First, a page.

A listing of some of these cases illustrates the effectiveness of the investigative tools we have described to stop terrorists before they carry out their plans:And in the process we found out squat about their network and friends around the world plotting more death and destruction. Lawyer Lynne Stewart later kited messages from the Shiekh to his followers in Egypt a year or so after his followers murdered 58 tourists in the Luxor massacre. Then a few years later 9/11 happened.
Sheikh Omar Abdel Rahman and his followers were convicted of plotting a “day of terror” against New York City landmarks, including the United Nations building, the Lincoln and Holland Tunnels and the George Washington Bridge. The government used traditional investigatory powers, including physical surveillance, search warrants, and informants, to track the activities of this group, and arrested them when they had begun building an explosive device
Ahmed Ressam, the so-called “Millennium Bomber,” was arrested in December 1999 as he attempted to enter the United States in a rental car containing homemade explosives and timers. Ressam eventually pleaded guilty and cooperated extensively with the government in its prosecution of others involved in the planned attacks. He also provided more general information about al Qaeda and its training camps in Afghanistan and identified potential terrorists.30Ressam was captured by a vigilant border guard, not anything to do with the Reno Justice Dept. Interestingly, it was the case that later prompted Sandy Berger to steal materials from the National Archives in front of the 9/11 Commission hearings. And boy, did his intelligence ever help us nail down that AQ network--Atta and company were basically streaming into the country as he was being questioned.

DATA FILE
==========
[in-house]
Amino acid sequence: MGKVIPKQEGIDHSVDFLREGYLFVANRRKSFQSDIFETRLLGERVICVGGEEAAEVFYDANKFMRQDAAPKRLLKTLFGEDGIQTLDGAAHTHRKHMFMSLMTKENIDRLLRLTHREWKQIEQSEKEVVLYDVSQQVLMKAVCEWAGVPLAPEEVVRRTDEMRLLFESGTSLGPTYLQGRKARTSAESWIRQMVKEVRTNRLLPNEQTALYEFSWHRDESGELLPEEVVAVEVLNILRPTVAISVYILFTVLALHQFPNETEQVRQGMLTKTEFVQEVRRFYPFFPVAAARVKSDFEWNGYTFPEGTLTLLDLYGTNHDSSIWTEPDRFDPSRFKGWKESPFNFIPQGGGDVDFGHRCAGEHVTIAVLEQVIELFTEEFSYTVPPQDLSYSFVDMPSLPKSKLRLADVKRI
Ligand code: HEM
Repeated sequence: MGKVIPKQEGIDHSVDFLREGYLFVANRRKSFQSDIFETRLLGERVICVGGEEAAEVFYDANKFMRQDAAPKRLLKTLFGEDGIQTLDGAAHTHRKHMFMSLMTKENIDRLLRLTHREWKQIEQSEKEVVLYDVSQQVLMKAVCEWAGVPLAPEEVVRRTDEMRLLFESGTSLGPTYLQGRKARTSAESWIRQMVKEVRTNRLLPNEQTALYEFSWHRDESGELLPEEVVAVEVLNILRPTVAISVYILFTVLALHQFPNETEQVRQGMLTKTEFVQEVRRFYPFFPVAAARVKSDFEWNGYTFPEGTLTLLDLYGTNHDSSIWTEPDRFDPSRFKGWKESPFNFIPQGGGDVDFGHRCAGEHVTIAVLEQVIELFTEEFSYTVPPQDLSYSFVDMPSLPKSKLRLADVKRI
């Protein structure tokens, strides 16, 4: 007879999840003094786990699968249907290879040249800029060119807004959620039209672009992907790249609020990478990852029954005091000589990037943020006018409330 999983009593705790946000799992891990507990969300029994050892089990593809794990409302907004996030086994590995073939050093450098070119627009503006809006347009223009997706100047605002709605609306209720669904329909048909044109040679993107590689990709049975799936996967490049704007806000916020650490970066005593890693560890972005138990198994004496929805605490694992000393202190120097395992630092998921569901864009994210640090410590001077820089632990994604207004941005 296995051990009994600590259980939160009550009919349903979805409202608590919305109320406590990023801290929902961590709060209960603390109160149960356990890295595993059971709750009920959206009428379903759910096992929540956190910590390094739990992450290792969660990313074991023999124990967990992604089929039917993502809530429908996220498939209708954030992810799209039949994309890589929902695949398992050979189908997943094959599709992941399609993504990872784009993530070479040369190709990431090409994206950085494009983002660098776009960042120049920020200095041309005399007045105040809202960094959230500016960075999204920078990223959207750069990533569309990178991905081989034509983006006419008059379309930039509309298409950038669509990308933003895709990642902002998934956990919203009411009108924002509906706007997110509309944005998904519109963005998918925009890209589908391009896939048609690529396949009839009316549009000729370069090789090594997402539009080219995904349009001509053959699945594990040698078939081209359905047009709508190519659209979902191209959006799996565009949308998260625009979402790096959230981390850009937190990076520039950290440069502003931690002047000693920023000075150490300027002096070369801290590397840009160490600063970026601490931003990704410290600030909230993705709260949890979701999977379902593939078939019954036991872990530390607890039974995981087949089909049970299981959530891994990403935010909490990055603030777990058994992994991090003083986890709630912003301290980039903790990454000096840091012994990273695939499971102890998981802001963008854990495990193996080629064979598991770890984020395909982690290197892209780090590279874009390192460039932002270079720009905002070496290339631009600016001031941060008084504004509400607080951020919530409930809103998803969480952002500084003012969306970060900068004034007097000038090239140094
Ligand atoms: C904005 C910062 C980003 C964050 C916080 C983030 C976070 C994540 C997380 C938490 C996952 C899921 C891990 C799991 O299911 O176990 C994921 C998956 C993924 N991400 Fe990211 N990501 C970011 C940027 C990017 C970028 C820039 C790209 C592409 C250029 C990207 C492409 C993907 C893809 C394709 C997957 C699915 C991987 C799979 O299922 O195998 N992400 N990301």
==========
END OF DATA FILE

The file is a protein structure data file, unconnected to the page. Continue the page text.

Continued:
Iyman Faris pleaded guilty to providing material support for terrorism. Faris visited an al Qaeda training camp in Afghanistan and investigated theThis was somewhat of a success before and after the fact since Faris was persuaded into becoming a double agent under the threat of being deemed an enemy combatant, which he knew might means years of detainment. He then retracted his guilty plea and sued George W. Bush when the New York Times exposed the NSA eavesdropping program, since indications were it was used to supply the evidence in nailing his plot to down the Brooklyn Bridge. It's a common strawman to say people on the right desire torture or that innocent people should be detained for indefinite periods without charges or access to lawyers--we know a lefty president might abuse this power much worse than did George Bush. It comes down to solutions. Or in other words, what's a president--sworn to protect the public--to do when suicidal terrorists threaten mass destruction? The constitution is not a suicide pact.
destruction of bridges in the United States by severing their suspension cables. The government developed evidence through physical and electronic surveillance
Part of the problem is the left's overall failure to recognize the threat. AQ has considered itself at war against America since the Gulf War but it's not clear the left believes this, despite Obama's contention of such and despite the nearly 100,000 troops in Afghanistan fighting against extremists to stop them from allowing terrorists to have a base. Accomplishing this requires using force without Miranda or a trial every day. Such is common for a shooting war.
Yet if one of those same combatants gets on a plane to America with a bomb he suddenly is no longer a combatant but rather a common criminal and worthy of all the rights of our constitution. That's never been done in a war before, especially one where the enemy is utterly determined to the point of suicide of using WMDs should they ever obtain any. Nevertheless it's a tough question that pits Americans against each other and strains our very system, something that surely pleases the enemy greatly.